For a film like this to work you need a child actor who can express a variety of emotions (mainly fear) almost completely through body language and facial expression, and the filmmakers found one in Dewey. He does a remarkable job carrying the film on his frail shoulders, although the filmmakers tendency to use extreme close-ups of his face in a rictus of terror doesn’t do him any favors. However, for a role like this they coud have done much, much worse.

The monster itself isn’t super terrifying although it does the trick for the most part. There is an overuse of jump scares, particularly a central air unit that kicks off with an apocalyptic thud that would fray the nerves of any homeowner after not too long.

There are a fair amount of horror tropes here and the filmmakers wisely don’t try to reinvent the wheel. What they do is provide a basic, no-frills horror film off of an interesting premise and deliver it in a compact amount of time without an overabundance of filler. These days, that’s something of an accomplishment.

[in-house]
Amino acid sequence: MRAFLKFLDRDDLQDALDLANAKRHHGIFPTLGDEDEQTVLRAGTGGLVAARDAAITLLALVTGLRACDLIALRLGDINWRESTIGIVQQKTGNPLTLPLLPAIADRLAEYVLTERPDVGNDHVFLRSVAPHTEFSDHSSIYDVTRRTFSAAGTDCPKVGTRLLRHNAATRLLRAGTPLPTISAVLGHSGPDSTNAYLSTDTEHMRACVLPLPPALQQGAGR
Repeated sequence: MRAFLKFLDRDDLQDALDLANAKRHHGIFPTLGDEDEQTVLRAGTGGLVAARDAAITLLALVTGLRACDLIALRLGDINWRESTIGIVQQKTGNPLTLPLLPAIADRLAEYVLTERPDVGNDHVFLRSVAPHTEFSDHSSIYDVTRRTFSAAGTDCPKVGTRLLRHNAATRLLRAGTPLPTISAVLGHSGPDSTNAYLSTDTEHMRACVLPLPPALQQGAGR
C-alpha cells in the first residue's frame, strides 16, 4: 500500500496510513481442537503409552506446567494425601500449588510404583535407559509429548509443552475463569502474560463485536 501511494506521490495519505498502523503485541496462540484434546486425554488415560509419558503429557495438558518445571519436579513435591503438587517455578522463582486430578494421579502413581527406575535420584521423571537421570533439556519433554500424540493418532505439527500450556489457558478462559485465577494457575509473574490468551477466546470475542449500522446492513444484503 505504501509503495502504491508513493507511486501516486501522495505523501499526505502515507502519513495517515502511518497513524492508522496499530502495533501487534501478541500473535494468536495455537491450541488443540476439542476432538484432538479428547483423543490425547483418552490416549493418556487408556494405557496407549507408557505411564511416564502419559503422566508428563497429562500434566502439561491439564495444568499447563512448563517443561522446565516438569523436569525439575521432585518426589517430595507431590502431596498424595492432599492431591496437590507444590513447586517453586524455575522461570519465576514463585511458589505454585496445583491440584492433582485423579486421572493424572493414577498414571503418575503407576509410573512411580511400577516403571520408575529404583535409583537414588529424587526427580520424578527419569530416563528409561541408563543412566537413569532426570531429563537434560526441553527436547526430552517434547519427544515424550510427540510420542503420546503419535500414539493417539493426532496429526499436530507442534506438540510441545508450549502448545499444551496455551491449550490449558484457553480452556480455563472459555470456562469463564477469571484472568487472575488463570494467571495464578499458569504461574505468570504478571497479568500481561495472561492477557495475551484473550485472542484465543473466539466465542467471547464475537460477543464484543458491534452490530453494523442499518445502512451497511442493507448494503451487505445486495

REASONS TO SEE: Different in a good way. Some nice world building.
REASONS TO AVOID: Relies a bit too much on jump scares.
FAMILY VALUES: There is some frightening violence.
TRIVIAL PURSUIT: In Islamic/Arabic mythology, a djinn is a highly intelligent spirit who is neither good nor evil, but is capable of mimicking any form and occasionally can possess human beings.
BEYOND THE THEATER: Amazon, DirecTV, Google Play, Microsoft, Vudu, YouTube
CRITICAL MASS: As of 5/16/2021: Rotten Tomatoes: 87% positive reviews; Metacritic: 61/100.
COMPARISON SHOPPING: Witchboard
FINAL RATING: 7/10
NEXT:
Inhabitants: An Indigenous Perspective